AmeriCorps volunteers help Laclede Literacy Council support workforce literacy
Laclede Literacy Council, member of AmeriCorps, provides free services in almost any type of literacy.
AmeriCorps volunteers are helping nonprofit organizations and schools across the Ozarks in a variety of ways – from serving as college advisors to doing conservation work at state parks.
AmeriCorps has been in existence for nearly 50 years. Michael Smith, executive director of AmeriCorps, told KSMU the federal program places volunteers across the U.S. to meet a variety of needs.
“The wonderful thing about AmeriCorps is we were designed to make sure the local community really leads the charge," said Smith. "And so, if you're in Springfield, Missouri the work that AmeriCorps members are doing might be very different from Springfield, Illinois to Springfield, Massachusetts.”
One organization served by AmeriCorps is the Laclede Literacy Council in Lebanon, Missouri, which has been serving the rural area for 33 years. The nonprofit offers free services ranging from basic literacy to English as a Second Language to preparing for the HiSET or GED exams.
The council’s executive director Carol Barsby said the number of people without a high school diploma equivalency has dropped from 19 to 16.7 percent in the last seven years. AmeriCorps volunteers are part of the effort to lower that rate.
AmeriCorps, funded through taxpayer dollars and donations, uses volunteers who can receive living stipends, educational grants, federal student loan forbearance and, in some cases, even health insurance. Volunteers can stay in their community or move to a new city.
Barsby said they've been able to have a consistent schedule of volunteers because of the AmeriCorps program. And they have placed three AmeriCorps members in a Lebanon elementary school to help with reading deficiencies.
John Sode is a member of the AmeriCorps Vista program. He has been with the Literacy Council for five months. Some of his clients are blue collar workers preparing for required work exams.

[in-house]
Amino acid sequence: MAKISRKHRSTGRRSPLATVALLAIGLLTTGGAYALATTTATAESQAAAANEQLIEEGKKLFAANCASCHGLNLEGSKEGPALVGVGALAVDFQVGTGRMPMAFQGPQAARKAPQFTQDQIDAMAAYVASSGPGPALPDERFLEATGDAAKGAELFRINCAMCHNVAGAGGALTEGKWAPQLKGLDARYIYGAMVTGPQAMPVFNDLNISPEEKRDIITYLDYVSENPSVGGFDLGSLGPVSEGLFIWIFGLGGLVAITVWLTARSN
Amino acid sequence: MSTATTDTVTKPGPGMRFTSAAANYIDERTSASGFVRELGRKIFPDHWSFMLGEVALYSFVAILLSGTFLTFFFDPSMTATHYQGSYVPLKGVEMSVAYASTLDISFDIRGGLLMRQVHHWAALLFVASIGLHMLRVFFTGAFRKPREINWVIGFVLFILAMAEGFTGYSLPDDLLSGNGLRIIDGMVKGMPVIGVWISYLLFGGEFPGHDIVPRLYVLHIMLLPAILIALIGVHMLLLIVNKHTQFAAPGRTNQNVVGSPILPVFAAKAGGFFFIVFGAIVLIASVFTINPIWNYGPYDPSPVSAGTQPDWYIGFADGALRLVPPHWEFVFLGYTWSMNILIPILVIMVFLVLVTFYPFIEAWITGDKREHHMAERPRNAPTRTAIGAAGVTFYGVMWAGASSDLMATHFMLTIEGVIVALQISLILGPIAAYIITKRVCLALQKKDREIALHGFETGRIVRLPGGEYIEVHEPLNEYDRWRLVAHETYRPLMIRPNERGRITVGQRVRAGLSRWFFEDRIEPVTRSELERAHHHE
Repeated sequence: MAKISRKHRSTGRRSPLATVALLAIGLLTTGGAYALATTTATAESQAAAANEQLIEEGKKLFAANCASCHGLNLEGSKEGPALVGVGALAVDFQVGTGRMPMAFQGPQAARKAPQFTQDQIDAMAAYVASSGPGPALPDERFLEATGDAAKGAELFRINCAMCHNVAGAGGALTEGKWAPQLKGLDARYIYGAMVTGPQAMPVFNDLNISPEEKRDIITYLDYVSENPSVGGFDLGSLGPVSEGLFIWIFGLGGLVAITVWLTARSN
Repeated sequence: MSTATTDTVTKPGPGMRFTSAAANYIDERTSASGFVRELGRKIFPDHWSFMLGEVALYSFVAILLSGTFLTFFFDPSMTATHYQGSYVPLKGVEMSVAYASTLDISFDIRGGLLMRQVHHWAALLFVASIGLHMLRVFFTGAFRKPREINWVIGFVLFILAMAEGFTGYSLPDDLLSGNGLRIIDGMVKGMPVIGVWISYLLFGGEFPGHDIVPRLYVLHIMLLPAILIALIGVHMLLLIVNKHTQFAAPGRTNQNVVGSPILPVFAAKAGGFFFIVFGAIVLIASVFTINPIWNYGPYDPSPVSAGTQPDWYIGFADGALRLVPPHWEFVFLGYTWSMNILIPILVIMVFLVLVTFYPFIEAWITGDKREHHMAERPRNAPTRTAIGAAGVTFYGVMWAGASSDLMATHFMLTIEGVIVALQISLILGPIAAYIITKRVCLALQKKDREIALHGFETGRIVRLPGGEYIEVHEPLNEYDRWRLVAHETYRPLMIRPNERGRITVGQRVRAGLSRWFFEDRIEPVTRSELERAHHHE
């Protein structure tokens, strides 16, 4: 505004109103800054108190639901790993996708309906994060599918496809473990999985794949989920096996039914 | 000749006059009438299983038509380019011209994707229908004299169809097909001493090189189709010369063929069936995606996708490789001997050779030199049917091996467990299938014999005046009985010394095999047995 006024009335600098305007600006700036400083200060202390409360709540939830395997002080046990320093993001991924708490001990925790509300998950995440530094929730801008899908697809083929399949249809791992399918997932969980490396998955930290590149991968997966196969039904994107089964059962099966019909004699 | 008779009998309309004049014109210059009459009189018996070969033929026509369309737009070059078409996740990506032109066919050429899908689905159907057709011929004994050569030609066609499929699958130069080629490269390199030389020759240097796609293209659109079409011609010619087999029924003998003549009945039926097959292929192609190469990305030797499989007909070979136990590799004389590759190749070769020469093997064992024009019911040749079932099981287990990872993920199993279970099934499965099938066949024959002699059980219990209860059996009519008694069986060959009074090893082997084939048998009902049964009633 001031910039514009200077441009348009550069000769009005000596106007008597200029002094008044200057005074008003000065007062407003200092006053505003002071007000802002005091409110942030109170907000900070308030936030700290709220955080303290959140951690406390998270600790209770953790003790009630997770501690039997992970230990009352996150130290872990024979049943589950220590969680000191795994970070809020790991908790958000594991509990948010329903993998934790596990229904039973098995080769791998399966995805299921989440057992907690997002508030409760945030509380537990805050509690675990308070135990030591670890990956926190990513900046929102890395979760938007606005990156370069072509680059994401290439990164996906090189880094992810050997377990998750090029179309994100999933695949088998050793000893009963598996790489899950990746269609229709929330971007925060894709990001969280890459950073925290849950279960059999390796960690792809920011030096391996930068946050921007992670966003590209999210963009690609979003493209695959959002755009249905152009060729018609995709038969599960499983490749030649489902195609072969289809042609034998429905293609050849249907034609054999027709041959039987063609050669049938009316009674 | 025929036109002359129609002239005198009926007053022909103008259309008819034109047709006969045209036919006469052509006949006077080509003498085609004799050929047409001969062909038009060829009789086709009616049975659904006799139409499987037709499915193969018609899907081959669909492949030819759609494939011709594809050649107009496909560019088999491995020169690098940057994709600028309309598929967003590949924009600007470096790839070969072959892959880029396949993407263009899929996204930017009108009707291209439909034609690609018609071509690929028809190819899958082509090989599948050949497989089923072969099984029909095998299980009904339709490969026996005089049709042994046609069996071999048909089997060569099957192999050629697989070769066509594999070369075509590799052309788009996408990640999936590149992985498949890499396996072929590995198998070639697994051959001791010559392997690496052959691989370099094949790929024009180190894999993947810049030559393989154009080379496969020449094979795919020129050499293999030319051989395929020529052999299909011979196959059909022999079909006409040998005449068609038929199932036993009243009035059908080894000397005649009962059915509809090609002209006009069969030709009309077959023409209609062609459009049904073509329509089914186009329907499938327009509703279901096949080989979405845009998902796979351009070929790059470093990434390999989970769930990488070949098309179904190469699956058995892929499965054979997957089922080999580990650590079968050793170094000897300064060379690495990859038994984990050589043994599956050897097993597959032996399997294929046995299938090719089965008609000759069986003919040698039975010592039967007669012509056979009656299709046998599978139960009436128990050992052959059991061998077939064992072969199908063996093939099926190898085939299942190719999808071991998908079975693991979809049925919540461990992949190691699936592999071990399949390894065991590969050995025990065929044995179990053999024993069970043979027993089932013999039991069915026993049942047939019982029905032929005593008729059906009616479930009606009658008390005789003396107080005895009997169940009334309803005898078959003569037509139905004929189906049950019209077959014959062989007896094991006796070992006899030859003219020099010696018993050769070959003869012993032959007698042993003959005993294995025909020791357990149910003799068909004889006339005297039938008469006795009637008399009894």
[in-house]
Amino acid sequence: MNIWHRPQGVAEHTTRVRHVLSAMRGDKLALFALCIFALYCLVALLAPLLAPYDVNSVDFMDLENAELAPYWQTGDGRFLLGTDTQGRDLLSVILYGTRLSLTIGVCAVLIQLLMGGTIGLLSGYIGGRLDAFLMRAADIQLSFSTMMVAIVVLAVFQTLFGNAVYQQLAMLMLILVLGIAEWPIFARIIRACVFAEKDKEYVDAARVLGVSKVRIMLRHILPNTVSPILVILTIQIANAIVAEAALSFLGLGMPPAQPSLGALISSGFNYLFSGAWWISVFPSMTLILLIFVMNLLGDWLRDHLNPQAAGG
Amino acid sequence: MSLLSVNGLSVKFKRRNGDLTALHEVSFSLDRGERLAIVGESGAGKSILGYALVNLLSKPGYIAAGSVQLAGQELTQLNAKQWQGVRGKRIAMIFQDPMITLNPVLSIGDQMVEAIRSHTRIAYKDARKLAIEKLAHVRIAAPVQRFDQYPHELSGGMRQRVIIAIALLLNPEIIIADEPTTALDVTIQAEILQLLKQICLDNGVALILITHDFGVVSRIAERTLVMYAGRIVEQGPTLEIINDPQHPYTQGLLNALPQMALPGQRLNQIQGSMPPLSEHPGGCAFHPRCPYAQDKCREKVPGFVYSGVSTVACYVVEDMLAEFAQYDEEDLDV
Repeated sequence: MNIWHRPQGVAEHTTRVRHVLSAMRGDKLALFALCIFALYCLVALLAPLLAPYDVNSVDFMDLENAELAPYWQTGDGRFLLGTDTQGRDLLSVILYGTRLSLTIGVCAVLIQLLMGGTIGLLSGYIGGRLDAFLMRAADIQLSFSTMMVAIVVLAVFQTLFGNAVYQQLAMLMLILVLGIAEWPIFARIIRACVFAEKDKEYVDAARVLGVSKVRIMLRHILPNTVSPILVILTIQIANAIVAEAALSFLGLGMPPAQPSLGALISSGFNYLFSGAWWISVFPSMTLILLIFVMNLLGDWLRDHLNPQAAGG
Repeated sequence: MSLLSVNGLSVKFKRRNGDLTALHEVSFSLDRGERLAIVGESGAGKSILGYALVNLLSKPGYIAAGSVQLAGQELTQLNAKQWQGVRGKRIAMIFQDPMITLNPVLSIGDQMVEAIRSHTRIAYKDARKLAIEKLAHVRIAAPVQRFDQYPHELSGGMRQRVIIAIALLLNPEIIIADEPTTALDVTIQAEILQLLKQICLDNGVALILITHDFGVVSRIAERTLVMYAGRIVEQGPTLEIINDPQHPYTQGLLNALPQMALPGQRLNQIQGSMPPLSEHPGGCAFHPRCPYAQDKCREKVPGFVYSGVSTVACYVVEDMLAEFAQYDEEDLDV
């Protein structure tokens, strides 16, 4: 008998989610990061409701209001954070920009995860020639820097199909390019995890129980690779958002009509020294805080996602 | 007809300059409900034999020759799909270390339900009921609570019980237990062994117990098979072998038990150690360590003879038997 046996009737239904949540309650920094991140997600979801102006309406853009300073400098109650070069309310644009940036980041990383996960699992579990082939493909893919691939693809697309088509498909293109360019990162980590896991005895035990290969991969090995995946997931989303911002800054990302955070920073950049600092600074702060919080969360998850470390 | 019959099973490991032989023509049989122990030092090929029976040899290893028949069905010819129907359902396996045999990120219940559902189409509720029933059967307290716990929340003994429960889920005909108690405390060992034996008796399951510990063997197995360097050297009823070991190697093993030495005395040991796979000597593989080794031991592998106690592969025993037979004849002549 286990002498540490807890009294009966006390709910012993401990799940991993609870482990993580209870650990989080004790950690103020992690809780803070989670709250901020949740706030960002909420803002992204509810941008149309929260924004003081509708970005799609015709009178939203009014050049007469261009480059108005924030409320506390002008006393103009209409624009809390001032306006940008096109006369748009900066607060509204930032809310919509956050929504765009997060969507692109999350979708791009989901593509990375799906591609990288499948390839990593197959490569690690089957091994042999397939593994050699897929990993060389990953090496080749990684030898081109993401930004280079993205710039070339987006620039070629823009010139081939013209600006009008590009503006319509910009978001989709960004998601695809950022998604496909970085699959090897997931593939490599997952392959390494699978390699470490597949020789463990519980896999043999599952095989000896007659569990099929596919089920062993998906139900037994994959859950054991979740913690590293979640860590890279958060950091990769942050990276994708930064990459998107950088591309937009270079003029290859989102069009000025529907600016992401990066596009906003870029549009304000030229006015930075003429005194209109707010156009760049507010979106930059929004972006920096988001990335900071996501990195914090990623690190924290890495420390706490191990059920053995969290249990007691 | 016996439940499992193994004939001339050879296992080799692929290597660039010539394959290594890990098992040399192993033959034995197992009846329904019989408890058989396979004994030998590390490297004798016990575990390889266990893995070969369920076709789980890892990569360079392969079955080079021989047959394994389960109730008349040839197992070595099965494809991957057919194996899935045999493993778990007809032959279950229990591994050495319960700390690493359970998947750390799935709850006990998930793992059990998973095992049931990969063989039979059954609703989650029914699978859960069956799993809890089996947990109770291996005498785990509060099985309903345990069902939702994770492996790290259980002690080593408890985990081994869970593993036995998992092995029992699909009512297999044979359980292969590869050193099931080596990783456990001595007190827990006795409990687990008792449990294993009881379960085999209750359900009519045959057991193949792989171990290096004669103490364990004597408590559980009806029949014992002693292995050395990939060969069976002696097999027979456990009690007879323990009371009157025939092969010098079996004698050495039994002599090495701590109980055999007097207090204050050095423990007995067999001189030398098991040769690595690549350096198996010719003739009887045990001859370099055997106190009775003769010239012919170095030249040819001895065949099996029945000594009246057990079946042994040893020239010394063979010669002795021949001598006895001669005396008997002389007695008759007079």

“As we become a more technical society, factory jobs are requiring more training on machinery and that’s one of the things my students are telling me. ‘we need to be able to pass the safety test, the certification test," said Sode.
According to Data USA, 26 percent of workers in Laclede County are in manufacturing. Although some of these jobs don’t require a high school diploma, Barsby said they require literacy skills – even if the job duties don’t require reading or writing.
“To get hired, you have to pass a literacy test. And to get promoted, you have to pass directly correlated tests that are harder as you go up the ladder," she said.
Barsby said literacy isn’t just reading. She explains, “there are so many kinds of literacy now that we address. We address financial literacy, math, digital literacy, computers, English as a second language as a literacy component, job skills training is a literacy component.”
And for most clients, said Barsby, passing these exams isn’t a matter of actual literacy skills, but rather self-confidence issues.
“It’s not that they can’t, or they don’t, they just don’t think they can." Barsby said. "So, it's just a little bit of encouragement and little bit of proof that they can.”
Every client receives free one on one tutoring for whatever they need and however long they need.
Applying for a job in modern day requires computer literacy. To obtain a specific certification or license, a worker must take classes and/or an exam. Careers that used to be just learning on the job have more types of literacy requirements, creating barriers for some people.
And the Laclede Literacy Council, with the help of AmeriCorps volunteers, is working to make sure no one falls behind.